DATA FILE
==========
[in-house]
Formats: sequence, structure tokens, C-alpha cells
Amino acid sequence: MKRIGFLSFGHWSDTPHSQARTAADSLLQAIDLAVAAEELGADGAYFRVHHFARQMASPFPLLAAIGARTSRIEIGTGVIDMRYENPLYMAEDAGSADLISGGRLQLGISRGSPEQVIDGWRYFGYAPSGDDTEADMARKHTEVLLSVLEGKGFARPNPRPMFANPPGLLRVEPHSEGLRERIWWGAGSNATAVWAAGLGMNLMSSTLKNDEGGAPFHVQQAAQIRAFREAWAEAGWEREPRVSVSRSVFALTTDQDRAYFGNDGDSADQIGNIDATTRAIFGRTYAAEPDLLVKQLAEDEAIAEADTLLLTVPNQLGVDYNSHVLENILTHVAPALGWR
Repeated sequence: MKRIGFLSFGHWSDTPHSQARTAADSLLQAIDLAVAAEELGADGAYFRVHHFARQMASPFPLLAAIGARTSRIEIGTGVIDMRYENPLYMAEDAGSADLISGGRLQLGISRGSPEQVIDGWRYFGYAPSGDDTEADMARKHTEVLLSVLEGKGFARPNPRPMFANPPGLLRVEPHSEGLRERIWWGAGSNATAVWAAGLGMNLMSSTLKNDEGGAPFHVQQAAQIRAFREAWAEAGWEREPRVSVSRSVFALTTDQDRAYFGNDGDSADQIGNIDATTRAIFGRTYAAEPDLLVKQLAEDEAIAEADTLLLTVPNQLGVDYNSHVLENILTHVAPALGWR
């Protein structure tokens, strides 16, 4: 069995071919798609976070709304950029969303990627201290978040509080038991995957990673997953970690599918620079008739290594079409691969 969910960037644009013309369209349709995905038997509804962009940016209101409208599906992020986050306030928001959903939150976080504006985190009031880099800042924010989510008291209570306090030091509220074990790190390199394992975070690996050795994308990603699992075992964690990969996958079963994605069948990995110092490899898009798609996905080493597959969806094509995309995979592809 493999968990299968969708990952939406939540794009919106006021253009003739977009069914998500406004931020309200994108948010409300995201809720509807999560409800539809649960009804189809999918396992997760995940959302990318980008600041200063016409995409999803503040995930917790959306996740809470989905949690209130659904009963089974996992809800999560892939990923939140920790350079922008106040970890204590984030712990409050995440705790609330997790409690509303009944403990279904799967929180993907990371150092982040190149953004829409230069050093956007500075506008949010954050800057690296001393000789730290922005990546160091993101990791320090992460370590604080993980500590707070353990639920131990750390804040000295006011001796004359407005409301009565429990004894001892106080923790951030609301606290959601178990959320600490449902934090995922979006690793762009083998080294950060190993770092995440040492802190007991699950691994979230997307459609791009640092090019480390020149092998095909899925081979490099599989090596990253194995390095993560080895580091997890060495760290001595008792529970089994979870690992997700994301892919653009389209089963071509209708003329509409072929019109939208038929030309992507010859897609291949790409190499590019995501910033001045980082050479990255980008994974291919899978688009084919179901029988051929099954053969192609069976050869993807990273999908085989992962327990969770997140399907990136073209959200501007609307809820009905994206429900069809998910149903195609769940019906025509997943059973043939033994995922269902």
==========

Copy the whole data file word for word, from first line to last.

[in-house]
Formats: sequence, structure tokens, C-alpha cells
Amino acid sequence: MKRIGFLSFGHWSDTPHSQARTAADSLLQAIDLAVAAEELGADGAYFRVHHFARQMASPFPLLAAIGARTSRIEIGTGVIDMRYENPLYMAEDAGSADLISGGRLQLGISRGSPEQVIDGWRYFGYAPSGDDTEADMARKHTEVLLSVLEGKGFARPNPRPMFANPPGLLRVEPHSEGLRERIWWGAGSNATAVWAAGLGMNLMSSTLKNDEGGAPFHVQQAAQIRAFREAWAEAGWEREPRVSVSRSVFALTTDQDRAYFGNDGDSADQIGNIDATTRAIFGRTYAAEPDLLVKQLAEDEAIAEADTLLLTVPNQLGVDYNSHVLENILTHVAPALGWR
Repeated sequence: MKRIGFLSFGHWSDTPHSQARTAADSLLQAIDLAVAAEELGADGAYFRVHHFARQMASPFPLLAAIGARTSRIEIGTGVIDMRYENPLYMAEDAGSADLISGGRLQLGISRGSPEQVIDGWRYFGYAPSGDDTEADMARKHTEVLLSVLEGKGFARPNPRPMFANPPGLLRVEPHSEGLRERIWWGAGSNATAVWAAGLGMNLMSSTLKNDEGGAPFHVQQAAQIRAFREAWAEAGWEREPRVSVSRSVFALTTDQDRAYFGNDGDSADQIGNIDATTRAIFGRTYAAEPDLLVKQLAEDEAIAEADTLLLTVPNQLGVDYNSHVLENILTHVAPALGWR
């Protein structure tokens, strides 16, 4: 069995071919798609976070709304950029969303990627201290978040509080038991995957990673997953970690599918620079008739290594079409691969 969910960037644009013309369209349709995905038997509804962009940016209101409208599906992020986050306030928001959903939150976080504006985190009031880099800042924010989510008291209570306090030091509220074990790190390199394992975070690996050795994308990603699992075992964690990969996958079963994605069948990995110092490899898009798609996905080493597959969806094509995309995979592809 493999968990299968969708990952939406939540794009919106006021253009003739977009069914998500406004931020309200994108948010409300995201809720509807999560409800539809649960009804189809999918396992997760995940959302990318980008600041200063016409995409999803503040995930917790959306996740809470989905949690209130659904009963089974996992809800999560892939990923939140920790350079922008106040970890204590984030712990409050995440705790609330997790409690509303009944403990279904799967929180993907990371150092982040190149953004829409230069050093956007500075506008949010954050800057690296001393000789730290922005990546160091993101990791320090992460370590604080993980500590707070353990639920131990750390804040000295006011001796004359407005409301009565429990004894001892106080923790951030609301606290959601178990959320600490449902934090995922979006690793762009083998080294950060190993770092995440040492802190007991699950691994979230997307459609791009640092090019480390020149092998095909899925081979490099599989090596990253194995390095993560080895580091997890060495760290001595008792529970089994979870690992997700994301892919653009389209089963071509209708003329509409072929019109939208038929030309992507010859897609291949790409190499590019995501910033001045980082050479990255980008994974291919899978688009084919179901029988051929099954053969192609069976050869993807990273999908085989992962327990969770997140399907990136073209959200501007609307809820009905994206429900069809998910149903195609769940019906025509997943059973043939033994995922269902």